Association policy manager Jacob McElwee expects a New Zealand bus trial within the next five years, given that drivers account for 70% of bus companies’ operational costs. “It would lower costs for public transport and we could run 24/7,” he says.
In a submission to the inquiry, Opus International Consultants said the future of automated vehicles should focus on public transport as it could “substantively improve cost, reliability and service quality, enabling higher usage and levels of service”.
Opus said it would be “somewhat naive” to transform New Zealand’s cities to suit automated vehicles, especially private ones, as it’s unknown whether the public would welcome or resist them and it would probably be a long time before they replaced existing vehicles and became price competitive.
New Zealand should see automated vehicles on the road in the next five years, but wider uptake is probably 20 years out, says Opus smart mobility expert Louise Baker.
Ride-sharing company Uber, which has been testing a driverless car in Pittsburgh, told the select committee that automated vehicles “will be a decade away from being a main-street phenomenon” because of the new vehicle fleet and infrastructure required.
New Zealand may be slower off the mark than some countries given the average age of the car fleet is 14 years, says Automobile Association principal adviser Mark Stockdale. Only about 130,000 new vehicles are sold here annually, and imported Japanese vehicles about eight years old dominate the used-car market.
“It could really be decades before we see a significant amount of these vehicles on our roads,” Stockdale says. “We won’t fully realise the benefits of autonomous driving if half the fleet is driverless and half not.”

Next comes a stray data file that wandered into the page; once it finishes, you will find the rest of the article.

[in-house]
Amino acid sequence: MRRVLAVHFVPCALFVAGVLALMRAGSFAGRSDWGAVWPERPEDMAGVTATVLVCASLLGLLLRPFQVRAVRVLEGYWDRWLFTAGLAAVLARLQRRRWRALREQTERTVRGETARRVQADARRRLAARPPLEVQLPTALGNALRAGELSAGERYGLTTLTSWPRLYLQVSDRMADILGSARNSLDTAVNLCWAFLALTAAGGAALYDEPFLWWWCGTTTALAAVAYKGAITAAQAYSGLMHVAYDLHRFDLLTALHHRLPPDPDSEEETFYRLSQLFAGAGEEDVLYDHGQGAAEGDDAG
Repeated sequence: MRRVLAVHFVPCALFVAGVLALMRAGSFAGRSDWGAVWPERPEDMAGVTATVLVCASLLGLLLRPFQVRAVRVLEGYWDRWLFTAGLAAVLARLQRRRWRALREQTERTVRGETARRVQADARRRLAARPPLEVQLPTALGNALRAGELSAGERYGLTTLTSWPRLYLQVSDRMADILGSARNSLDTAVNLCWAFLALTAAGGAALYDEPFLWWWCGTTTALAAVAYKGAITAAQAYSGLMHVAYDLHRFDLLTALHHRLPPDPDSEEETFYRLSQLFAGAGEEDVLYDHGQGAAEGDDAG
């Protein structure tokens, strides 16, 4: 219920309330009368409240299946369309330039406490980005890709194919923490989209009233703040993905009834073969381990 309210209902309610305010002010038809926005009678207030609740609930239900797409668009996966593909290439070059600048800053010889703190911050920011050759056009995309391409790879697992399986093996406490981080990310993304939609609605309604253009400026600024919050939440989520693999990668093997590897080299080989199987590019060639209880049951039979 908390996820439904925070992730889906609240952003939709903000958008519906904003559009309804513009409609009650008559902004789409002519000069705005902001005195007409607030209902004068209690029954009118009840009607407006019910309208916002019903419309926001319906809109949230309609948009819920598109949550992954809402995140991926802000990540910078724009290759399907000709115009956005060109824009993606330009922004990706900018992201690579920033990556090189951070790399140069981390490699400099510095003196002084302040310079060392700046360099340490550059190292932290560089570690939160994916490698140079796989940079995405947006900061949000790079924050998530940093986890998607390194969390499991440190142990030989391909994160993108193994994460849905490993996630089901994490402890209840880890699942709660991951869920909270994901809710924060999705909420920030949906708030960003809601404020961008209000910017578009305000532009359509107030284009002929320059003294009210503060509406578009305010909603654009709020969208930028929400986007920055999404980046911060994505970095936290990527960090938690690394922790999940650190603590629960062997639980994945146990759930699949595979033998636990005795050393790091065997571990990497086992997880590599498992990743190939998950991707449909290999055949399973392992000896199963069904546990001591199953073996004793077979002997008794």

Transport Minister Simon Bridges wants New Zealand to be an early adopter of driverless cars and drones. Earlier this year, he released guidelines for testing automated vehicles, which he hopes will also encourage sales here once they’re commercially available.
The Ministry of Transport is in confidential discussions with several parties about staging tests in New Zealand and Bridges is still optimistic he will see driverless vehicles “doing things” here this year. “It hasn’t happened yet, but we are in fruitful talks.”
New Zealand’s laws don’t require a driver to be present for automated vehicles to be used on the road, although any trial requires an approved safety management plan.
Bridges sees public transport, along with light and heavy transport fleets, as the earliest adopters of self-driving – a view backed by a recent McKinsey paper that said on-highway trucks will probably be the first vehicles to have the full autonomous technology on public roads.
Prototypes already exist, and in the long term, automated commercial fleets may include vehicles for parcel delivery as well as automated drones, which several companies are already testing, McKinsey says.
Bridges says Auckland’s transport planners looking at mass transit systems to deal with an increasing population should consider this type of new technology rather than requiring “significant investment in the ground”.